As ever, there are many problems facing the international community at any given time, but two major issues of global concern are directly related to the continued growth of world population. The current global population is estimated to be in the vicinity of 7 billion people, with a projected figure expected to be around 12 billion by 2054 and the difficulties of feeding this many people is a problem being wrestled with, with increasing urgency. At the same time, we are experiencing accelerated global warming, contributed to in no small measure by the increasing amounts of greenhouse gasses given off by landfill around the world.
Enter, Ronnie Kahn.
Conscious of food wastage generally and with a background in the hospitality industry Ronnie was uncomfortably aware of how much food is wasted daily in that particular area. In fact, a recent study by the UN Food and Agriculture Organization estimated global food loss and wastage at 1.3 billion tonnes a year. In Western societies, much of this is thrown away as waste and ends up in landfill. Australians waste up to 3 million tonnes of food per annum worth up to $5.2 billion a year and, in 2004, Ronnie founded OzHarvest in Sydney with the aim of redistributing some of this food to charities supporting the vulnerable.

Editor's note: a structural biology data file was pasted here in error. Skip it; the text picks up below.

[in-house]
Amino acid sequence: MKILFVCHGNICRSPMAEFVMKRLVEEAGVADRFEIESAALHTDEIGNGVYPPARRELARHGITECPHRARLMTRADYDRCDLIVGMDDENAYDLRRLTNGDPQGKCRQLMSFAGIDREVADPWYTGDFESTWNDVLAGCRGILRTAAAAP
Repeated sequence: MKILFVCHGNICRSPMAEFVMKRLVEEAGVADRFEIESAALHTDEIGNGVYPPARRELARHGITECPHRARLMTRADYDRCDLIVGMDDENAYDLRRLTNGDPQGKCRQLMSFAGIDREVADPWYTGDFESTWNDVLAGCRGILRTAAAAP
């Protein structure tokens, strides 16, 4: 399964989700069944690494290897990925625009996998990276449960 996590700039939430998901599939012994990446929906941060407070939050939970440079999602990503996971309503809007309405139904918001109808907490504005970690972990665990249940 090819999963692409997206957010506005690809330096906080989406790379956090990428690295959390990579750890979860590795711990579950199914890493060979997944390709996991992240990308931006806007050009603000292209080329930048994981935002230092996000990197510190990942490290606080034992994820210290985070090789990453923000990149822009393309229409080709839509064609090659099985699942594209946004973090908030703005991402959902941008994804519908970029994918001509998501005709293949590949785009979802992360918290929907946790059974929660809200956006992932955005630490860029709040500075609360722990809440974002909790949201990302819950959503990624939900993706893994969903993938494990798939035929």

Since that time her organisation has grown, thanks to the support of the food donors, volunteers and recipient agencies and has branches in Sydney, Canberra, Newcastle and, now, Adelaide. South Australia is responsible for 240,000 tonnes of the food wasted in Australia and, since they began their work here in January 2011, OzHarvest has rescued 40,000 meals, providing them to South Australians who would have otherwise have gone hungry. For each kilo of food rescued, SA avoids two kilos of greenhouse gas emissions and 143 litres of water consumption – an important consideration in a water-poor state. According to South Australian PhD candidate, Christian Reynolds whose work centres around the environmental and economic costs of domestic food wastage, in just three months of operation OzHarvest has avoided eight tonnes of carbon dioxide emissions.
Facilitated by UnitingCare Wesley Port Adelaide, OzHarvest is currently running just one truck, picking up food donations from 34 donors and distributing to 24 charities, but expects to add a second truck to it’s fleet in the coming months. As the collection rate increases, it is expected that OzHarvest will be responsible for preventing the release of over 30 tonnes of carbon dioxide into the atmosphere in this year alone.
The all-singing, all-dancing launch of Adelaide’s OzHarvest was presented by two of OzHarvest SA’s ambassadors, Keith Conlon and Maggie Beer, with singing performances by the Nazareth College Choir, soprano Debra Caddy and an amazing array of desserts donated by Assagio Restaurant. OzHarvest enjoys the support of organisations like the Australian Hotels Association, the Intercontinental Group and Zero Waste SA and the list of sponsors, donor organisations and supporters continues to grow. Tackling two such major, global problems with this one simple solution is inspired, and richly deserves all the support we can give it to continue it’s growth. If you are, or know of, any hospitality business who would be interested in getting in on this extraordinary initiative then check out the OzHarvest Adelaide website or contact their Adelaide office on (08) 8440 2111.
Photographs and press release information supplied by Communikate.